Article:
Quantcast Figure 4-13. How to Apply a Poultice

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Figure 4-13.
How to Apply a Poultice.
Absorbent material is applied to stain; the area is covered;
poultice is scraped off with wooden spatula; the surface is
rinsed with water.
(Source:
Dinu Bumbaru, Heritage Montreal Foundation)
made of a paint remover containing methylene chloride-based paint
remover mixed with talc, chalk, or clay as a thickening agent is
effective against felt tip marker ink.  Anti-graffiti surface
coatings (e.g. , urethanes, acrylics, silicones) should be avoided
because they frequently change the appearance of the coated
surface and may even act as a primer for some markers.
Paint removal from masonry.  Do not remove paint
unnecessarily.
Complete removal is usually a mistake, since the
paint was very likely put there for a good reason--perhaps to
protect soft or deteriorated brick or to hide sloppy original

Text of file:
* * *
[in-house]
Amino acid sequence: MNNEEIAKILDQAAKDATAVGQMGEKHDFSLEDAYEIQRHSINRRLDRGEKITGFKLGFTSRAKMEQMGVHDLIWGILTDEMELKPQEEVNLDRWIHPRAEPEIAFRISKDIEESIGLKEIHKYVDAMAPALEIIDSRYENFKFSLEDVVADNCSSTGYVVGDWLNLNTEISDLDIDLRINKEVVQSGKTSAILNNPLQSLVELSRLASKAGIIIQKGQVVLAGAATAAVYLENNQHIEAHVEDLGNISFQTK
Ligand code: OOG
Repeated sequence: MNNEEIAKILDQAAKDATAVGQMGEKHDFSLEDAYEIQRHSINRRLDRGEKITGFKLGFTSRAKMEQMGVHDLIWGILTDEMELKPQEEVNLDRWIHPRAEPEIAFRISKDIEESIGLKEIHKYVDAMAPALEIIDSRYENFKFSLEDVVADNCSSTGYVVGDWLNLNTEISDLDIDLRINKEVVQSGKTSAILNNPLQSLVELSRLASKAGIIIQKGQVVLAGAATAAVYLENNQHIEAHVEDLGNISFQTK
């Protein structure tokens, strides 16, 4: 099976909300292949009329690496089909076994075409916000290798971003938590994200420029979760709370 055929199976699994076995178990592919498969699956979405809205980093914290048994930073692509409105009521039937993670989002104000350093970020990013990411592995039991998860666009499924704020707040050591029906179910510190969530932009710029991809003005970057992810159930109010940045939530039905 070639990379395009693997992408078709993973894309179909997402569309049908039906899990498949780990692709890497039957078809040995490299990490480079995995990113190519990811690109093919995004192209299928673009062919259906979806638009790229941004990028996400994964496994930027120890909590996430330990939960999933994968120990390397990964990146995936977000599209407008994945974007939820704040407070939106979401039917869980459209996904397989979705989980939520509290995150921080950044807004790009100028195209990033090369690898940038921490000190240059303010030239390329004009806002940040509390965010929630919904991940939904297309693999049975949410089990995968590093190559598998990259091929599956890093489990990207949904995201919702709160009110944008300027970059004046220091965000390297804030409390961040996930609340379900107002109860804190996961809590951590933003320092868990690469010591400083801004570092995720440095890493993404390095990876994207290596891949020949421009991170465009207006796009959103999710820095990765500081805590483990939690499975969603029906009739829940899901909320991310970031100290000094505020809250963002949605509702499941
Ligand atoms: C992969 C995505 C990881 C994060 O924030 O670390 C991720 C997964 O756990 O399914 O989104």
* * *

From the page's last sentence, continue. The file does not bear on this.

masonry work.  It may have been part of the original decorative
scheme for the building.  Stripping it can damage the surface
beneath or speed deterioration.  As a general rule, paint should
be taken down only to the first, tight, undamaged layer. In
removing paint, keep in mind that any building constructed before
1950 may contain lead paint.  Lead-based paint removed by any
method is hazardous waste and must be disposed of accordingly.
Use proper precautions.
Before starting a stripping job, carefully remove paint from
several test patches in an unobtrusive section of the building to
see what problems may arise.  The sequence of paints and paint
colors on a building is a part of its history.  If all of the
paint is to be removed, the research necessary to determine the
original colors should be done before stripping.  Keep as-is at
least one small section that contains every paint color as
historic evidence.
Badly peeling surfaces that will be repainted should be
prepared by hand, using natural bristle or nylon brushes and hand
scrapers to remove only the deteriorated paint.  Trisodium
phosphate (TSP) in water is a good cleaner if you are planning to
repaint a basically sound surface, as it softens and removes the
old top layer, leaving a deglossed surface.
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